While there have been no shortage of reasons for investors to sell stocks in the last few weeks, it’s safe to say that a brewing credit crisis in China has not been on the top of the list. Linette Lopez of Business Insider wrote a very good piece yesterday titled “China’s Banks Are Getting Ready For A Debt Implosion” that detailed what many think will be an inevitable crisis after a dramatic credit expansion in the country over the past 5 years. I have no idea if an actual crisis occurs (though gdp growth has slowed even as stimulus has remained in place), but it’s hard to think, despite the economy being centrally controlled, that they will not follow the course of the west over the last six years with their own homegrown credit crisis.
Is the looming threat of such an implosion a reason to sell stocks now? Not really. It was no more threatening a year ago when the S&P500 was 1700, before going to 2000. However, it is certainly important to keep close tabs on the price action of some of the largest and most economically sensitive stocks in world, banks.
For instance, it is hard to ignore the relative weakness in European Banks, which by most accounts are wildly under-capitalized. Despite the ECB’s words, looking at the performance (or lack thereof) of the shares of Deutsche Bank, one would think we are more likely headed for another banking crisis in Europe, six years past ours and two/three years past Europe’s Sovereign Debt crisis:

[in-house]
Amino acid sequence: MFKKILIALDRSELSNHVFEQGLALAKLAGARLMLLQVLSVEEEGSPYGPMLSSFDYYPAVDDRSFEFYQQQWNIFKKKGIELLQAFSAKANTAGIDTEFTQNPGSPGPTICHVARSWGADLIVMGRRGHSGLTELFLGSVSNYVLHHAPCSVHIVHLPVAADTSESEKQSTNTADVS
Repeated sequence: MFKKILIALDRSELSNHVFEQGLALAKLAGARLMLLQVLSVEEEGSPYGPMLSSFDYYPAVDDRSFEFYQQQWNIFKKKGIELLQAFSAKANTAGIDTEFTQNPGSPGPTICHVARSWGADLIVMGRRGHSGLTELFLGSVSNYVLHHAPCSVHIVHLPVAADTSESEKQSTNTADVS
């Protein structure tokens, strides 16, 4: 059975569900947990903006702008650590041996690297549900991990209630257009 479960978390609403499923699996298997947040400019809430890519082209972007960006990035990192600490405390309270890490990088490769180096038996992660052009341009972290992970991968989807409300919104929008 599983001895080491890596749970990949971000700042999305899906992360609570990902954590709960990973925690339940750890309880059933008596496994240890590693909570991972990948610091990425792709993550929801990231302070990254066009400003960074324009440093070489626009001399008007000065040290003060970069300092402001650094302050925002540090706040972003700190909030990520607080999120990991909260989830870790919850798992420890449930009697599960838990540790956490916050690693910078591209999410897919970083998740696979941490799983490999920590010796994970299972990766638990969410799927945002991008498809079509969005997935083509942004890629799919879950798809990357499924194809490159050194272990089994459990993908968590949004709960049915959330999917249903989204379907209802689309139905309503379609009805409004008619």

Not surprisingly the chart of the same period of the EuroStoxx Bank Index (SX7E) looks very similar:
European banks’ structural undercapitalization has been discussed at length for years now. Unfortunately, the banking system has still not been adequately capitalized, with banks reliant on perpetual ECB funding in times of crisis.
On the flip side, the one positive for the U.S. banks is that they are much better capitalized than they were 7 years ago. As a result, the systemic concerns in the U.S. are much less of an issue, and the poor price action in European banks has not infected U.S. banks, which frequently happened in years past.
However, the consistent negative reaction to bank earnings in the past week (which were generally decent) might signal concern about global credit risks on the part of bank investors. While U.S. banks are better capitalized, if the credit markets start to price in more significant risk for European banks, U.S. banks are unlikely to escape unscathed. We’ll be keeping a close eye on European bank price action in the coming weeks, which will be a key barometer for the risks of a deeper correction in global financial markets.